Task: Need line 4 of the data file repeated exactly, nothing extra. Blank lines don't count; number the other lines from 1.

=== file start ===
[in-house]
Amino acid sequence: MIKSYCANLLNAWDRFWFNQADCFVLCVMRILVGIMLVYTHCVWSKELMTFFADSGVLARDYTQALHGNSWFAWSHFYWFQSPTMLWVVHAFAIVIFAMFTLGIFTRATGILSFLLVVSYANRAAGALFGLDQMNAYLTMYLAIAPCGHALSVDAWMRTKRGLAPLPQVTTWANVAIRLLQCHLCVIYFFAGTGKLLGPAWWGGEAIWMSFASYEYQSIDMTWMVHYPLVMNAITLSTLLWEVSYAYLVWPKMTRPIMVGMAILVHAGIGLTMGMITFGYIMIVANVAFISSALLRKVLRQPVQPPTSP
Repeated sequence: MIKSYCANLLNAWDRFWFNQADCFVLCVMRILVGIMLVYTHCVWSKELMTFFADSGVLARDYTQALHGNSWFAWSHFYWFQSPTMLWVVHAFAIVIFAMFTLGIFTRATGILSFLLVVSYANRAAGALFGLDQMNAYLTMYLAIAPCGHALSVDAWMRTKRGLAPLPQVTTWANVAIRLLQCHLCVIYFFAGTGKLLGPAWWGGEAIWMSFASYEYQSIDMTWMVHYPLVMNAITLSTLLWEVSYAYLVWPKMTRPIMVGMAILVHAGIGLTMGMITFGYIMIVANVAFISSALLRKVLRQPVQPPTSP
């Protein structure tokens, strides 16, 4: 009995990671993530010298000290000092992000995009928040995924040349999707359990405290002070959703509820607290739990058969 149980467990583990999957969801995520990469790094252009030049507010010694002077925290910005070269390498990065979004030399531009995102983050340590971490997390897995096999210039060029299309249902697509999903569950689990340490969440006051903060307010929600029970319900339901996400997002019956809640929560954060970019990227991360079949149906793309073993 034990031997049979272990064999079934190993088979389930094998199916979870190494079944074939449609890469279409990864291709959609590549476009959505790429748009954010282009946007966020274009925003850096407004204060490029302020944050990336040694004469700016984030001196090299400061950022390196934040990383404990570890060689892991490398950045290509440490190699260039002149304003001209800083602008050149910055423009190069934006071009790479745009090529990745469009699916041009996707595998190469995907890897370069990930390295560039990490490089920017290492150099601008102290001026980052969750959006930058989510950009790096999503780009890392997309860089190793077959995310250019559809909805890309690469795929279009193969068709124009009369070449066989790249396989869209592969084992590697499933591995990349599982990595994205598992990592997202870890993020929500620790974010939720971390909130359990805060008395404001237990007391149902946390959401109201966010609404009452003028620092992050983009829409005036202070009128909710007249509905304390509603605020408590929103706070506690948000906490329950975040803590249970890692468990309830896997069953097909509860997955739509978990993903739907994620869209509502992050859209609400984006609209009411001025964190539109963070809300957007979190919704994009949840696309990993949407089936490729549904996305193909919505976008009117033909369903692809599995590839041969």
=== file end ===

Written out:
């Protein structure tokens, strides 16, 4: 009995990671993530010298000290000092992000995009928040995924040349999707359990405290002070959703509820607290739990058969 149980467990583990999957969801995520990469790094252009030049507010010694002077925290910005070269390498990065979004030399531009995102983050340590971490997390897995096999210039060029299309249902697509999903569950689990340490969440006051903060307010929600029970319900339901996400997002019956809640929560954060970019990227991360079949149906793309073993 034990031997049979272990064999079934190993088979389930094998199916979870190494079944074939449609890469279409990864291709959609590549476009959505790429748009954010282009946007966020274009925003850096407004204060490029302020944050990336040694004469700016984030001196090299400061950022390196934040990383404990570890060689892991490398950045290509440490190699260039002149304003001209800083602008050149910055423009190069934006071009790479745009090529990745469009699916041009996707595998190469995907890897370069990930390295560039990490490089920017290492150099601008102290001026980052969750959006930058989510950009790096999503780009890392997309860089190793077959995310250019559809909805890309690469795929279009193969068709124009009369070449066989790249396989869209592969084992590697499933591995990349599982990595994205598992990592997202870890993020929500620790974010939720971390909130359990805060008395404001237990007391149902946390959401109201966010609404009452003028620092992050983009829409005036202070009128909710007249509905304390509603605020408590929103706070506690948000906490329950975040803590249970890692468990309830896997069953097909509860997955739509978990993903739907994620869209509502992050859209609400984006609209009411001025964190539109963070809300957007979190919704994009949840696309990993949407089936490729549904996305193909919505976008009117033909369903692809599995590839041969």